As a veterinary professional, you are a trusted resource in your community. Clients may turn to you for help in reuniting lost or stray animals with their owners.
Encouraging your clients to microchip their companion and community cats will dramatically increase the likelihood of a reunion should their cat become lost or end up in a shelter. It is also important to remind pet owners to keep their contact information up to date with the microchip company or through a universal no-cost registry like found.org.
When to scan:
We know that a veterinarian’s time is at a premium. Streamline your microchip scanning procedures with the following tips:
- Scan every new patient. If you do not detect a microchip, encourage your client to microchip their cat.
- Scan any stray animal a client brings in, including eartipped cats. This will increase the chance of reuniting a cat with her caregiver.
- Scan before performing medical procedures. This will decrease the chance of performing the procedure on the wrong cat.
How to scan:
Please refer to Alley Cat Allies’ resource on “How to Scan a Cat for a Microchip,” which offers instructions on how to scan both companion cats and community (or feral) cats.
Remember: microchips can move. If you can’t find a microchip in the usual spot, scan the cat’s entire body and then scan again to ensure nothing is missed.
Information about scanners:
Make sure you have a universal scanner. Not all scanners and microchips are created equal. In the U.S., microchips mostly function on three frequencies: 125 kHz, 128 kHz, and 134.2 kHz.
Some scanners can only detect one of these frequencies. Ensure that your organizations or clinics have a universal scanner; a scanner that can detect all three frequencies. Without a universal scanner, you will inevitably miss some microchips.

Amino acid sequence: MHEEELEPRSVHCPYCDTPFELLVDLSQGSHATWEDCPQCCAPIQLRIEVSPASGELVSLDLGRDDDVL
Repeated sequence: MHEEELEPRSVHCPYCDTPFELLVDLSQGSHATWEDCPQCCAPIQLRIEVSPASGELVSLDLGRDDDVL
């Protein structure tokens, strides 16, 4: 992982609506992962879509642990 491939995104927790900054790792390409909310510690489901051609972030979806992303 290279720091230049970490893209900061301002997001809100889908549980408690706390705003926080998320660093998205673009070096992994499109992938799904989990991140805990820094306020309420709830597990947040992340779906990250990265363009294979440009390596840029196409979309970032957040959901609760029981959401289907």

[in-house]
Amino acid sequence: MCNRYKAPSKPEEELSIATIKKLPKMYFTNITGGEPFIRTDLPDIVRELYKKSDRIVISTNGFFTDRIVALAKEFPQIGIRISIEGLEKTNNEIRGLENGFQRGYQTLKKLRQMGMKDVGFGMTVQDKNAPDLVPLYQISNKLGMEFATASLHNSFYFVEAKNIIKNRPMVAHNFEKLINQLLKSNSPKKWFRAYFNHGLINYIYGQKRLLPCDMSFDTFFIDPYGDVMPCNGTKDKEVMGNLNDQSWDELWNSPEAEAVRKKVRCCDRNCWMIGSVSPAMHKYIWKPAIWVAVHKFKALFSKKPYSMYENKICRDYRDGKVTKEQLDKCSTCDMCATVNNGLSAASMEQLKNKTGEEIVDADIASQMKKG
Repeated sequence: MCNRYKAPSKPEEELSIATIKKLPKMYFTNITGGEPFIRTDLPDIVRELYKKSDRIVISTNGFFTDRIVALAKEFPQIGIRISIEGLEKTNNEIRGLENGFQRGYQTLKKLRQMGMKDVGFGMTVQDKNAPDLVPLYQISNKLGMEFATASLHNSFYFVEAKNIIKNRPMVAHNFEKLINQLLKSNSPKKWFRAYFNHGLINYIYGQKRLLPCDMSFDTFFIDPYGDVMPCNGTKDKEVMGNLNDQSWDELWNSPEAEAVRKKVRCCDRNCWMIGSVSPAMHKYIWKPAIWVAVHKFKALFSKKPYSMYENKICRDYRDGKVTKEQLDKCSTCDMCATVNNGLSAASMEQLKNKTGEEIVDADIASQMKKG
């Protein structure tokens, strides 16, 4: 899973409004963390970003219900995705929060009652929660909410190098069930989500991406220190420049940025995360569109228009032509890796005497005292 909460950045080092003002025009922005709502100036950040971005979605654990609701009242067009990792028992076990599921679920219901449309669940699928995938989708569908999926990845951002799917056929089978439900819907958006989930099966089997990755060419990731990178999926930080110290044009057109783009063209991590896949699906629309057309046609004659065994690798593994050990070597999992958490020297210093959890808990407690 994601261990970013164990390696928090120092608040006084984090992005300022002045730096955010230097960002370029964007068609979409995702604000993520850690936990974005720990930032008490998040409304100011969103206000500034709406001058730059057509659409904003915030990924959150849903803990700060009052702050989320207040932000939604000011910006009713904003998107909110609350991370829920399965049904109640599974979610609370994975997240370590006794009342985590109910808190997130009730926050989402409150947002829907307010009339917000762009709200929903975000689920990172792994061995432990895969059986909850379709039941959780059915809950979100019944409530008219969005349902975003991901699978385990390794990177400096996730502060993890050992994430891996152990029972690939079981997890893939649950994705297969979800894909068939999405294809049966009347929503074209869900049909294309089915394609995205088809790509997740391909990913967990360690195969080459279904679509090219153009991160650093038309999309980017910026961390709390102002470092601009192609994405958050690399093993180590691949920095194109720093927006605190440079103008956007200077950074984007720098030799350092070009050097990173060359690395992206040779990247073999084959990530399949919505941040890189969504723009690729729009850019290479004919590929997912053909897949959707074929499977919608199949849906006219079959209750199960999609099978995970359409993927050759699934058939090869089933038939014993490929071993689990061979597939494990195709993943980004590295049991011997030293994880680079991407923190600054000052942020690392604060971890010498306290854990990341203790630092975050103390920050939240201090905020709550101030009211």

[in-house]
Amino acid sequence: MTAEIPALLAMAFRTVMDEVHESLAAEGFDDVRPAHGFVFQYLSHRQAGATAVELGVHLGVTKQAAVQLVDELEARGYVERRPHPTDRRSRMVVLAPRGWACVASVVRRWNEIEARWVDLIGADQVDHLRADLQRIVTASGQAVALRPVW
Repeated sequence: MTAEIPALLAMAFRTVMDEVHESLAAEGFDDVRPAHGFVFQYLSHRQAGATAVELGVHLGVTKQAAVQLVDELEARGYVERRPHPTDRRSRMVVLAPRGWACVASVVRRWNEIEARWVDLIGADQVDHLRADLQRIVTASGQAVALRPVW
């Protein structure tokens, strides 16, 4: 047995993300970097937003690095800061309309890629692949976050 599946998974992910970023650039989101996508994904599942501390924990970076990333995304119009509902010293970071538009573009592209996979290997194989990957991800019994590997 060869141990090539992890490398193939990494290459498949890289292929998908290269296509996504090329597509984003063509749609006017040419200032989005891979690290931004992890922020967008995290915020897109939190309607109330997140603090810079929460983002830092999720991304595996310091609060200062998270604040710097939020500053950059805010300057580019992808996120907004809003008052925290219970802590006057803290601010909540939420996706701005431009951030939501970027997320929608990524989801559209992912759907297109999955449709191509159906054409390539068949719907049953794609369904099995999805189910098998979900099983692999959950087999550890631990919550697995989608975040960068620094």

Examples of commonly used universal scanners
If a microchip is found on a stray animal:
Go to American Animal Hospital Association (AAHA) Universal Pet Microchip Lookup to see which registry the microchip is registered under. Once you’ve found the registry, call or go to its website to find contact information for the animal’s owner.
If the microchip is not registered to anyone, or if the information is not current, call the microchip manufacturer and ask to whom the microchip was sold. This can provide a starting point to tracking down an owner. Even caring people often forget to update their microchip contact information.
Note: AVID is the only major microchip provider that does not participate in AAHA microchip lookup. If you find an AVID microchip, contact the company directly.
Microchips and Trap-Neuter-Return (TNR):
Microchips aren’t just for companion animals—they are a terrific way to track community cats!
If your clients are working with outdoor cats, encourage them to microchip every cat during the TNR process. Once the microchips are registered, each cat will have a tamper-proof identification number linked directly to their caregiver and colony location. Some microchip databases will even allow a caregiver to store medical information for quick reference. That is especially handy where community cats and vaccination records are concerned.
This simple precaution will save time, heartache, and maybe even a life if a community cat is trapped and taken to a shelter. Shelter staff will be able to easily identify the cat’s caregiver, and the cat can be returned to her outdoor home as soon as possible.